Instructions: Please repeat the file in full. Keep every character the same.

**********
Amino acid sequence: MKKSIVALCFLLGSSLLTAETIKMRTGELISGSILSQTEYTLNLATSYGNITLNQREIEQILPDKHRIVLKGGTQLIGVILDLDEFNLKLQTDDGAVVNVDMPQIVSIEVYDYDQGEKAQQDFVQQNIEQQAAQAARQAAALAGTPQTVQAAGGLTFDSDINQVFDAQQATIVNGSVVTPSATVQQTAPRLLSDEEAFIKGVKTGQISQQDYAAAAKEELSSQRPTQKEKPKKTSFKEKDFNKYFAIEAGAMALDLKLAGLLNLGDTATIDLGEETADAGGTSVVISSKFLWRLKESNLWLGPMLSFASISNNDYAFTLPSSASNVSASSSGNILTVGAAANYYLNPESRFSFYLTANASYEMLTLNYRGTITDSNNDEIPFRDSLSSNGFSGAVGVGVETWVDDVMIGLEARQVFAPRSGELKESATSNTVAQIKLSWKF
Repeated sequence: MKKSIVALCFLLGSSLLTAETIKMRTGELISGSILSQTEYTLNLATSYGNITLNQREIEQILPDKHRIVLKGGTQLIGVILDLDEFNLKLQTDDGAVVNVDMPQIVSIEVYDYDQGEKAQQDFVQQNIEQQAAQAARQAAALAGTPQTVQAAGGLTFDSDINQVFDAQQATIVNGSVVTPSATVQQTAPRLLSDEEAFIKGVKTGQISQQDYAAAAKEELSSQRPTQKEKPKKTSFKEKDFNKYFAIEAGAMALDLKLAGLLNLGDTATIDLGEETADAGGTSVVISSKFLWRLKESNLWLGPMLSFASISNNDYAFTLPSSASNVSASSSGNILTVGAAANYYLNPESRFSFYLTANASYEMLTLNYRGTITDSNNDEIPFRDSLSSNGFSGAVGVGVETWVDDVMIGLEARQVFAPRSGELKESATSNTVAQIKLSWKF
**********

Amino acid sequence: MKKSIVALCFLLGSSLLTAETIKMRTGELISGSILSQTEYTLNLATSYGNITLNQREIEQILPDKHRIVLKGGTQLIGVILDLDEFNLKLQTDDGAVVNVDMPQIVSIEVYDYDQGEKAQQDFVQQNIEQQAAQAARQAAALAGTPQTVQAAGGLTFDSDINQVFDAQQATIVNGSVVTPSATVQQTAPRLLSDEEAFIKGVKTGQISQQDYAAAAKEELSSQRPTQKEKPKKTSFKEKDFNKYFAIEAGAMALDLKLAGLLNLGDTATIDLGEETADAGGTSVVISSKFLWRLKESNLWLGPMLSFASISNNDYAFTLPSSASNVSASSSGNILTVGAAANYYLNPESRFSFYLTANASYEMLTLNYRGTITDSNNDEIPFRDSLSSNGFSGAVGVGVETWVDDVMIGLEARQVFAPRSGELKESATSNTVAQIKLSWKF
Repeated sequence: MKKSIVALCFLLGSSLLTAETIKMRTGELISGSILSQTEYTLNLATSYGNITLNQREIEQILPDKHRIVLKGGTQLIGVILDLDEFNLKLQTDDGAVVNVDMPQIVSIEVYDYDQGEKAQQDFVQQNIEQQAAQAARQAAALAGTPQTVQAAGGLTFDSDINQVFDAQQATIVNGSVVTPSATVQQTAPRLLSDEEAFIKGVKTGQISQQDYAAAAKEELSSQRPTQKEKPKKTSFKEKDFNKYFAIEAGAMALDLKLAGLLNLGDTATIDLGEETADAGGTSVVISSKFLWRLKESNLWLGPMLSFASISNNDYAFTLPSSASNVSASSSGNILTVGAAANYYLNPESRFSFYLTANASYEMLTLNYRGTITDSNNDEIPFRDSLSSNGFSGAVGVGVETWVDDVMIGLEARQVFAPRSGELKESATSNTVAQIKLSWKF